The Board further argues that a company which has committed unfair labor practices calculated to undermine the union's majority cannot rely on loss of that majority in defending an 8(a)(5) charge. NLRB v. Little Rock Downtowner, Inc., 414 F.2d 1084, 1091, n. 4 (8th Cir. 1969); C & C Plywood Corp., 163 N.L.R.B. 1022, 1023 (1967), enforced, 143 F.2d 112, 115-116 (9th Cir. 1969). This rule applies when the unfair labor practices occur before the loss of majority or the refusal to recognize a union on the basis of such a loss. In the instant case, however, only two 8(a)(1) violations occurred before the company withdrew recognition from the union and these were of a minimal nature as regards any significant erosion of union strength. Also, the Board did not base its bargaining order on a finding that the company's 8(a)(1) violations were so pervasive and had so undermined the union as to compel such a remedy. See NLRB v. Flomatic Corp., 347 F.2d 74, 77-78 (2d Cir. 1965). Therefore, the reasoning of the Little Rock Downtowner and C & C Ploywood cases does not apply here.8


Nor do we think the company's petitioning for an election during a period in which the Board traditionally denies such requests is evidence of bad faith by the company. The company's position has been, and still is, that an election should be called to settle the issue of the union's status. We therefore hold that the company has met its burden to 'come forward with evidence casting 'serious doubt on the union's majority status',' NLRB v. Frick Company, 423 F.2d 1327, p. 1331 (3d Cir., No. 17961, April 1, 1970), and accordingly deny enforcement of the bargaining order.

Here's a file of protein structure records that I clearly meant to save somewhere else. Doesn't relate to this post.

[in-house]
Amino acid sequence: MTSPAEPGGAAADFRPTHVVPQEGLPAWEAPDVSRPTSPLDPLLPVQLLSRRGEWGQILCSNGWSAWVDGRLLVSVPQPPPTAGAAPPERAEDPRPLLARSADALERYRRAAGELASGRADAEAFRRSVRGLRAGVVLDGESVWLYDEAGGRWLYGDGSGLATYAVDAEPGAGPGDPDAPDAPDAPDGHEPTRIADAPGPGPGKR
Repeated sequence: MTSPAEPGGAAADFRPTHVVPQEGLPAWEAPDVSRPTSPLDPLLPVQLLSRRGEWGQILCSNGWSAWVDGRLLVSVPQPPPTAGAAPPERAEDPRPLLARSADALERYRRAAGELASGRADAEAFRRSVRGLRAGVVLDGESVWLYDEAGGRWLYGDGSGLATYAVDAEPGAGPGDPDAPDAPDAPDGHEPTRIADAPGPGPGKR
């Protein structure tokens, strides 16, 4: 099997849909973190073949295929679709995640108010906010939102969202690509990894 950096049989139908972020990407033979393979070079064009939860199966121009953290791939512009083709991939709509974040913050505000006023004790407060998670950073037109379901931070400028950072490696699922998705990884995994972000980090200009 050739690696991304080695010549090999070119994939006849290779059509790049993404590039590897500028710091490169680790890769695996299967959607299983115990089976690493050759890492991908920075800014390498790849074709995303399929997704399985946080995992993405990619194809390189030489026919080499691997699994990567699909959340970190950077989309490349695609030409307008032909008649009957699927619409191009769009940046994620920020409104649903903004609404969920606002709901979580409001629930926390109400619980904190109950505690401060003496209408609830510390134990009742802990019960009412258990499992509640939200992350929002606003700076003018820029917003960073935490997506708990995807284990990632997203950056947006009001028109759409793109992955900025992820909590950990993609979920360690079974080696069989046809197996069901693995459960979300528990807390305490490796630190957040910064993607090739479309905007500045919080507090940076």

The remaining violations of section 8(a)(1) concern the company's unilaterally granting benefits to the employees and promises connected therewith. Since the company was justified in refusing to bargain with the union on October 17, 1967, its later grant of benefits was not a violation of the Act. Superior Engraving Co. v. NLRB, 183 F.2d 783, 792 (7th Cir. 1950). Accordingly, we deny enforcement of that part of the Board's order involving the above-mentioned conduct.